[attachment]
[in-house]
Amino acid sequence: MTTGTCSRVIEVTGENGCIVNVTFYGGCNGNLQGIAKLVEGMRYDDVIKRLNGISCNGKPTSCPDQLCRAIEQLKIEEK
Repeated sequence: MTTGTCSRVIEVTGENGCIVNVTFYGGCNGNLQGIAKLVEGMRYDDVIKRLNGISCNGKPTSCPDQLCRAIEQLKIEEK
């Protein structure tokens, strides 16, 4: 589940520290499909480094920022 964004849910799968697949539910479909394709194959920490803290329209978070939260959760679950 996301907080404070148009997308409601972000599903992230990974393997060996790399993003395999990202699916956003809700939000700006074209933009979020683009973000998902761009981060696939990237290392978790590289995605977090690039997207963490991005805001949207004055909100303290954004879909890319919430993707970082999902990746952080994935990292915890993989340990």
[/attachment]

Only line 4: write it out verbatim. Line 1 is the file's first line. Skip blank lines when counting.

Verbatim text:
């Protein structure tokens, strides 16, 4: 589940520290499909480094920022 964004849910799968697949539910479909394709194959920490803290329209978070939260959760679950 996301907080404070148009997308409601972000599903992230990974393997060996790399993003395999990202699916956003809700939000700006074209933009979020683009973000998902761009981060696939990237290392978790590289995605977090690039997207963490991005805001949207004055909100303290954004879909890319919430993707970082999902990746952080994935990292915890993989340990």